Industrial Tourism: A Conceptual and Empirical Analysis

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Frew, Elspeth Ann (2000) Industrial Tourism: A Conceptual and Empirical Analysis. PhD thesis, Victoria University.


Industrial tourism involves visits by tourists to operational industrial sites where the core activity of the site is 'non-tourism' oriented. The study discusses the concept of industrial tourism within the context of tourism attraction theory, and tests empirically the extent to which visitors to industrial tourism attractions can be identified by using (a) a particular personality theory (Holland's 1985 theory of personality types), (b) demographics, and (c) past visitation. Prior to conducting a major household survey, two preliminary studies were conducted. One study considered the range and type of industrial tourism attractions in Australia, while the other considered the applicability of Holland's theory to career choice and to tourism choice behaviour. The major household study found that there were some significant associations between the respondents' Holland personality types, and their tourism behaviour, for some attractions and some measures of behaviour. The study found that industrial tourism attractions are perceived as being different to other types of tourism attraction and that Holland's theory may be a useful means of predicting tourism choice behaviour but that other measures, such as demographics and type and size of travel party, should also be taken into consideration. The implications of the findings are discussed in relation to the marketing and other aspects of the management of industrial tourism attractions.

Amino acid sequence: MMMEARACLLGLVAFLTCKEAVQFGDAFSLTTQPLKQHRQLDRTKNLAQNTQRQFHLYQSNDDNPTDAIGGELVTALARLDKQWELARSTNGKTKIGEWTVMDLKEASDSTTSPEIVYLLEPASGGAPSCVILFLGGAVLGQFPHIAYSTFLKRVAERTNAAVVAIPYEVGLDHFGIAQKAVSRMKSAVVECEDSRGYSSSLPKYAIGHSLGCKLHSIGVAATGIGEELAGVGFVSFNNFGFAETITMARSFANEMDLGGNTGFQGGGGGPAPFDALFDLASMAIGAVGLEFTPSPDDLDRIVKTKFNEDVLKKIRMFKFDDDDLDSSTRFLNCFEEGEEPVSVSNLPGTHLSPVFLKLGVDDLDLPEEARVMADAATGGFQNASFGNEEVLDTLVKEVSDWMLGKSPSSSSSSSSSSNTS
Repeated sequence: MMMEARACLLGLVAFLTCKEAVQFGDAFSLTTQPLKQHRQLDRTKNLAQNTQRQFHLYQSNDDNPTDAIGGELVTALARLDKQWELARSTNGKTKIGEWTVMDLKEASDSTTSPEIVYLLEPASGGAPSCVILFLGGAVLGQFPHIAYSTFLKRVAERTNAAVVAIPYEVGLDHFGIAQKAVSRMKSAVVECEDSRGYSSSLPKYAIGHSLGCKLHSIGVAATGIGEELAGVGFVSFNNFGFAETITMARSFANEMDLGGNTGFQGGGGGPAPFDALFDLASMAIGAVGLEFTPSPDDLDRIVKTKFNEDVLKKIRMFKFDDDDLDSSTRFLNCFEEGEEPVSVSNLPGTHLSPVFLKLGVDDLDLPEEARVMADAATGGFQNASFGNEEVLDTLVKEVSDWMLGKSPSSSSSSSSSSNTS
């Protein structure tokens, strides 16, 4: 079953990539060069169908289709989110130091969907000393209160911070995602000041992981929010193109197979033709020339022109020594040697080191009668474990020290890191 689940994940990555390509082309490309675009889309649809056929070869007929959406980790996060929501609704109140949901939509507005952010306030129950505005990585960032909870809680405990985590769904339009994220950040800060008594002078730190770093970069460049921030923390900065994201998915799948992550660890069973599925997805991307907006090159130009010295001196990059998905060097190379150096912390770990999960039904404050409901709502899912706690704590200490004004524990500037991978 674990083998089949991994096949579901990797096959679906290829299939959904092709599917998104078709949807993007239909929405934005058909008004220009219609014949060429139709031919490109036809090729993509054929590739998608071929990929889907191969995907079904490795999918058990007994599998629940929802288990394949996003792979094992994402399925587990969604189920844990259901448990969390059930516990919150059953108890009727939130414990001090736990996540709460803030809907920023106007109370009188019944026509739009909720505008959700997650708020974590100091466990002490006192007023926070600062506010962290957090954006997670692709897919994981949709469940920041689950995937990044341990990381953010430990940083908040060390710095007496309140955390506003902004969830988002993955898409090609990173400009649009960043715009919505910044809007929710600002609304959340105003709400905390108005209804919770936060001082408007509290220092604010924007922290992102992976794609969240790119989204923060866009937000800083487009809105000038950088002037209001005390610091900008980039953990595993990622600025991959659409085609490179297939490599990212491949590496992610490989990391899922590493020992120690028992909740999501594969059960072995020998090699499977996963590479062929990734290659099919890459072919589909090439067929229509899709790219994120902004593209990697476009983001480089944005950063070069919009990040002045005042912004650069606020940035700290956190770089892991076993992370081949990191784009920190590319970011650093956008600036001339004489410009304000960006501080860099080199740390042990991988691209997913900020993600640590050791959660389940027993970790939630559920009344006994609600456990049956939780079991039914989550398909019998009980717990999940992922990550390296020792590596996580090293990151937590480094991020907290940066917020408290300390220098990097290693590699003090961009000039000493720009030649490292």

Item type Thesis (PhD thesis)
Subjects Historical > RFCD Classification > 350000 Commerce, Management, Tourism and Services
Historical > Faculty/School/Research Centre/Department > School of Hospitality Tourism and Marketing
Keywords Industrial tourism; industrial sites; non-tourism; tourism attraction theory; visitors; tourism choice behaviour
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